Tuesday, April 21, 2009 | Don Coryell and Ernie Zampese, football coaching legends at San Diego State and with the Chargers, took in the Aztecs’ spring drills scrimmage Saturday, seated together as they watched from a golf cart.

Zampese was at the wheel, although Coryell has been the driving force behind so many of his former assistant coaches, including Pro Football Hall of Famers John Madden and Joe Gibbs. Both coached under Coryell at SDSU. Zampese was long recognized as one of the top NFL offensive coordinators.

I was talking with Coryell and Zampese about new SDSU head coach Brady Hoke as well as Madden retiring from broadcasting.

Madden and Zampese were junior college coaches at Allan Hancock College in San Maria before Coryell brought them to SDSU — Madden in 1964 and Zampese in 1967.

“John was going to be good no matter what he tried,” Coryell said. “I can’t imagine him sitting around retired from broadcasting. He’s going to have to go somewhere to watch games.”

Then Coryell and Zampese said something that was interesting when juxtaposed together.

First, Coryell told me he likes the dedication, energy and passion he sees in Hoke’s coaching style.

“He knows how to win,” Coryell said. “He can’t do it all in one year, but he will turn this around.”

Then Zampese — responding to my comment that Madden often has said on TV broadcasts that Coryell justified taking the SDSU job by saying the program had no place to go but up — pointed out that Coryell didn’t need a rebuilding period.

“Don won right away, and they were still winning when I got down there,” said Zampese, who later followed Coryell into the NFL and with the Chargers.

In 1960, SDSU was 1-6-1 under Paul Governali for the second straight year. It was SDSU’s fourth straight losing season.

In 1961, SDSU was 7-2-1 under Coryell. It was the first of 12 straight winning seasons before he went to the NFL with the St. Louis Cardinals in 1973. Coryell’s 104-19-2 record at SDSU landed him in the College Football Hall of Fame.

When Tom Bass left as Coryell’s defensive coordinator for the NFL following the 1963 season, Coryell asked Madden to join his staff after watching his Hancock defense play.

“I saw his team play a game, and they just tore around the field and played great defense,” said Coryell of Madden, who was Hancock’s head coach 1962 and 1963. “I found out John was the coach and asked him to come down. He was a ball of fire as a coach. He was extremely competitive. He got his players to do their best. He was a smart coach and he loved his players.”

Originally, Coryell and Madden wanted Zampese to come down with Madden in 1964. Madden had hired Zampese as an assistant at Hancock in 1962, but Zampese said he wanted to try being a head coach, so instead he replaced Madden at Hancock.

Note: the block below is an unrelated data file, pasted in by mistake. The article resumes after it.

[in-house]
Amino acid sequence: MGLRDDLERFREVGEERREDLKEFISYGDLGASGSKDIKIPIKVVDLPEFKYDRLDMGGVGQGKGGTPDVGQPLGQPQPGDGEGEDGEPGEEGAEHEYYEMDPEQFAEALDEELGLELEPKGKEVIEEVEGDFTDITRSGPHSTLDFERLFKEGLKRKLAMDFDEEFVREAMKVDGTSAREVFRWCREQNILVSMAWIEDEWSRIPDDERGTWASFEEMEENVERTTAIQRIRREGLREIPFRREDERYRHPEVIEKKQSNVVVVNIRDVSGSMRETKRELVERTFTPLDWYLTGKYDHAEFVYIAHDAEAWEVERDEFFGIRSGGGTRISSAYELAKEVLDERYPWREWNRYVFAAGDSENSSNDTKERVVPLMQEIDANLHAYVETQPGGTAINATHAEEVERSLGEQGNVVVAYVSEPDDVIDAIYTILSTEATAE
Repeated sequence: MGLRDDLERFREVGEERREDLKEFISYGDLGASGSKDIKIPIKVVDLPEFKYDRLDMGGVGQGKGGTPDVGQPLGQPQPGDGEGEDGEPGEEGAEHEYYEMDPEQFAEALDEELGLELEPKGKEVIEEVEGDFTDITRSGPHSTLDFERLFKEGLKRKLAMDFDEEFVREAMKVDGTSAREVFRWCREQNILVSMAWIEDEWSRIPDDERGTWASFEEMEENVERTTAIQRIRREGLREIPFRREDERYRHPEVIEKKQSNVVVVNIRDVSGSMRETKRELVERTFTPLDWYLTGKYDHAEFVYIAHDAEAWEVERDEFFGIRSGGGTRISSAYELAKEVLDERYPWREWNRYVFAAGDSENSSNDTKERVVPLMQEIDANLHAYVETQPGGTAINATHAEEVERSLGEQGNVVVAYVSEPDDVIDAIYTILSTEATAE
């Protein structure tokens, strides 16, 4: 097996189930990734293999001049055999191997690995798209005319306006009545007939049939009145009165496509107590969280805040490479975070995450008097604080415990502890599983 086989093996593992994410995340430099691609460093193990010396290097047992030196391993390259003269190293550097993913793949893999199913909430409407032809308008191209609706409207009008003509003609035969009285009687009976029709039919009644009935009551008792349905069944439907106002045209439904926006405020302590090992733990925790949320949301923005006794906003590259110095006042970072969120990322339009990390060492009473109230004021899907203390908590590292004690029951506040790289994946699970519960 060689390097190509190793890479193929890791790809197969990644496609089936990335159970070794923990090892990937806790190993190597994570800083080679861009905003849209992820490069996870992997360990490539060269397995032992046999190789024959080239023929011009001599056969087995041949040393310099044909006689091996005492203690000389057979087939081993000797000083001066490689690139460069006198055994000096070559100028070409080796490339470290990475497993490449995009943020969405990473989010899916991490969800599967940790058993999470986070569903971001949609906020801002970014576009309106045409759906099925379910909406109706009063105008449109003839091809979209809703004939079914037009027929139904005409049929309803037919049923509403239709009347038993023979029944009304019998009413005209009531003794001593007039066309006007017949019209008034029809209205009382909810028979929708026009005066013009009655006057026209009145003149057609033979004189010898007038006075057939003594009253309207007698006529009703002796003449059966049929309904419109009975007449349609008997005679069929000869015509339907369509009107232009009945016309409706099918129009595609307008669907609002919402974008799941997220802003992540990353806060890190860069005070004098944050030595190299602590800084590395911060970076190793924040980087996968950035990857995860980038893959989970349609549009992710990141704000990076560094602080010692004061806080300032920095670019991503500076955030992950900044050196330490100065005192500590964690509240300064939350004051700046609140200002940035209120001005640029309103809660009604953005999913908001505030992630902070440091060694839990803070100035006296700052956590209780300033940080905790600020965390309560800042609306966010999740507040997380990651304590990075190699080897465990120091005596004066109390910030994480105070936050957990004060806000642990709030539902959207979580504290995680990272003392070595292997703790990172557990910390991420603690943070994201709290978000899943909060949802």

When Madden left SDSU for the Oakland Raiders in 1967, this time Zampese took up Coryell on his offer when Madden’s departure created an opening.

“I met Don through John,” Zampese said. “I remember coaching with John and nights would turn into weeks. We’d be talking at 12 o’clock at night. John could talk — he’d be doing all the talking. John was very into coaching. He wanted to be good and fought hard for everything he earned.”

As Coryell and Zampese were talking about Madden being such an excitable coach, you could see Hoke racing from the backfield to the line of scrimmage as he bellowed at players with praise or corrections.

“Teaching,” is the word Hoke says he prefers to use instead of yelling.

Coryell and Zampese liked what they saw, and it’s a style Madden would no doubt approve of.

Hoke has a long way to go before he can turn around SDSU and guide to the Aztecs’ to their first winning season and bowl bid since 1998.

But with Coryell having moved from Washington to San Diego since the death of his wife, Aliisa, in December to live with his daughter, Mindy Lewis, Coryell said he is looking forward to being a regular at San Diego State games. He’s only been able to see a handful in a recent years.

Coryell is 85 now, but one of his former SDSU players that went on to play in the NFL, Steve Duich, helps him get around town to SDSU practices and old friends.

Hoke, like SDSU’s coaches before him, believes its important his young players understand the legacy Coryell established at SDSU.

“I asked the kids before the scrimmage in a meeting who didn’t know who Don Coryell is,” Hoke said. “About 20 hands went up — the ones being honest. I think it’s important our players know the legacy Don Coryell left here and the benchmark for championships he set.

“It’s always important for present players to understand the legacy of past teams and the legacy they want to leave behind them.”

Tom Shanahan is voiceofsandiego.org‘s sports columnist. He is the media coordinator for the San Diego Hall of Champions and an occasional writer for Chargers.com. You can e-mail him at toms@sdhoc.com. Or send a letter to the editor.

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